01/08/2013 - 11:55

HIF rebrand marks cultural, business shift

01/08/2013 - 11:55


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A local health fund's new image is a result of an entire company overhaul.

HIF rebrand marks cultural, business shift
CHALLENGER: HIF has moved into a new era under the leadership of managing director Graeme Gibson. Photo: Attila Csaszar

A local health fund's new image is a result of an entire company overhaul.

Private health fund HIF is one of the oldest insurers in Western Australia, not that you'd know from its rebranded image.

HIF was established in 1954 as the state government's fund for railway employees.

It has undergone several name and image changes in the years since, but the rebrand earlier this year is arguably the most drastic, as very little emphasis is placed on HIF's local legacy.

The only remnant from the previous brand is the traditional blue; everything else is new and, according to managing director Graeme Gibson, reflects company values that have emerged during eight years of significant improvement and growth.

"Now we're all about agility, innovation and giving customers choice," Mr Gibson told Business News.

The HIF rebrand has not been a short-term process of identifying a point of difference and rolling-out an aggressive marketing campaign – as is the case with some rejuvenated brand launches.

In HIF's case, the new brand reflects a business that has changed significantly in recent years, with impressive growth to match.

When Mr Gibson joined the company as chief financial officer in 2004 the business was doing it tough, with the board on the verge of succumbing to pressure from larger funds in the local market and selling out.

Similarly, its brand also lacked vigour.

"Most notably [HIF] was far too silent in the market and it really didn't have a voice," Mr Gibson told Business News.

To save the business Mr Gibson had to increase profits and introduced a growth strategy different to other health funds.

"The easy out for me would have been to defer back to price (and increase premiums)," he said.

"What I focused on instead was affordability; that is the key to our success."

Mr Gibson worked hard to keep premiums low and increase the fund's membership base.

Under his leadership (Mr Gibson became managing director in 2009), HIF has increased the number of policyholders by 109 per cent with revenue growing 178 per cent as a result; during this period, premium increases have remained below the industry average.

The fund now brings in annual revenue of about $100 million and has about 40,000 members.

While admittedly starting from a low base, the growth of HIF's membership has been well above that of any other player in the WA market.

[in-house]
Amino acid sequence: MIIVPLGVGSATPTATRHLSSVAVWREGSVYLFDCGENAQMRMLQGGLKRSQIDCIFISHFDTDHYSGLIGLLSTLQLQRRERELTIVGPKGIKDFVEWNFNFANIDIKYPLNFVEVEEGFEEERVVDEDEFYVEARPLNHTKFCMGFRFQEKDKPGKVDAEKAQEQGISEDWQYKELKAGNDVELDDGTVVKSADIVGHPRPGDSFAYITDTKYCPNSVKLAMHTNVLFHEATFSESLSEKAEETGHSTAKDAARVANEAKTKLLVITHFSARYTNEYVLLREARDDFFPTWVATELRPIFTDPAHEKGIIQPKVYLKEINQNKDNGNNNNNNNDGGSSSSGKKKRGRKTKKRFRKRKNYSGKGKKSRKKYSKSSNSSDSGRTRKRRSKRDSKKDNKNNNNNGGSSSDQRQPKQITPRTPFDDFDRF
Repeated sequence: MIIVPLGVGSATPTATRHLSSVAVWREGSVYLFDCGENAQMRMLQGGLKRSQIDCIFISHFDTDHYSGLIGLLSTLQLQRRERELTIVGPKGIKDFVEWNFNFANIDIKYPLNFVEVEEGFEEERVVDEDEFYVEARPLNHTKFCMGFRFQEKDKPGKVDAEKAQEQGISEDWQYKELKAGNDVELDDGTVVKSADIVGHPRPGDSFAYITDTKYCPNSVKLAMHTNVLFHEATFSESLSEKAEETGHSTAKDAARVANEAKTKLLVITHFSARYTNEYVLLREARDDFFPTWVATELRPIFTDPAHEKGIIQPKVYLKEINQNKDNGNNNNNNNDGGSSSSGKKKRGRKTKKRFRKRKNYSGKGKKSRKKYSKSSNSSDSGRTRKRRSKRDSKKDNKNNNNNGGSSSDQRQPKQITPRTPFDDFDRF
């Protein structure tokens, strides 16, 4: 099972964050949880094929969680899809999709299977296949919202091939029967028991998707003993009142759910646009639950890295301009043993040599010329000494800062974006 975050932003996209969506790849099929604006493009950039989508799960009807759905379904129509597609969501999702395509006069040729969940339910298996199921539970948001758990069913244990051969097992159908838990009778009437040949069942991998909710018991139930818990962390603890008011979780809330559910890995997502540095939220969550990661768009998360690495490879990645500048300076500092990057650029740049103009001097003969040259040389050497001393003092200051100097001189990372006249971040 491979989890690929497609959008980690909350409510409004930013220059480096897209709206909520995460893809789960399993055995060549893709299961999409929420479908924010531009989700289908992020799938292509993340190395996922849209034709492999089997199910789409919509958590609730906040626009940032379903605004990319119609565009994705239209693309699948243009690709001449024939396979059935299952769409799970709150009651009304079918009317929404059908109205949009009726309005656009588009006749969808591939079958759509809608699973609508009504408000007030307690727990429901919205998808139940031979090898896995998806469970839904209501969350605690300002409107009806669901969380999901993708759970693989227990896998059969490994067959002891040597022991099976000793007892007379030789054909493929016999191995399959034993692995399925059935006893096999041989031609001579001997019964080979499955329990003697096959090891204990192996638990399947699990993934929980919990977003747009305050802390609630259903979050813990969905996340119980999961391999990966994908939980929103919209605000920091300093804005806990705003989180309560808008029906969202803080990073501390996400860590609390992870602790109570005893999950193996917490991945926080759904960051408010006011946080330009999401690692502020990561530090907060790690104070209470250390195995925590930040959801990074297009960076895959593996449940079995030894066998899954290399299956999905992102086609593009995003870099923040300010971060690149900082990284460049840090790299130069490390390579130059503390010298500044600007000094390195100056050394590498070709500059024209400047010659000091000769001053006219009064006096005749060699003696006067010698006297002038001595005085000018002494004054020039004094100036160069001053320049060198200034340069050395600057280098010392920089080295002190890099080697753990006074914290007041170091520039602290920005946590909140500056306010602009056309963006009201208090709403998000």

In the year to 2012, HIF grew its member base by 12 per cent, while rival HBF was below the industry average of 3.7 per cent with growth of only 2.8 per cent.

On the back of such a turnaround in the business' finances and growth, Mr Gibson said a rebrand was necessary as it needed to reflect the new and modern business HIF had become.

It had also created its own mobile app and invested heavily in being accessible to members online – qualities not reflected in the old brand.

Richard Beards from advertising agency Rare, which handles the HIF account, said despite the health fund's growth and improvement, the progress was lost on potential members.

"People knew what HIF was but they didn't particularly know what it stood for or what its unique value proposition was," Mr Beards told Business News.

"(That unique value proposition) is not so much about finding something that you can hang your hat on.

"A good brand strategy is about digging deep within the brand and finding something that is a basic truth."

HIF's 'basic truth', which has enabled it to grow membership at such impressive rates, has been giving members the choice of care providers – thus the new catchphrase 'your health your choice'.

It was a bold move to change the HIF brand without trumpeting its history in WA, but Mr Beards said it was imperative if HIF was to appeal to its key demographic.

"The trouble with heritage is that when you're targeting a younger audience, if you leverage too much on your heritage they just think you're an old-fashioned brand," he said.

The new modern brand was launched with a focus on appealing to younger Australians who value the ease and convenience of dealing with HIF on the go.

Mr Gibson said members who have been with the fund since 1954 could still take comfort in the fact the 'old HIF' still exists in the image in the familiar blue tone.

There has also been surprisingly little emphasis on HIF's WA roots, as Mr Gibson said, the fund was actively working to expand its national reach.

"Competition is good for consumers and in the context of 34 health funds (nationally) we believe, as the third fastest growing health fund in Australia, why would we limit ourselves to WA?" he said.



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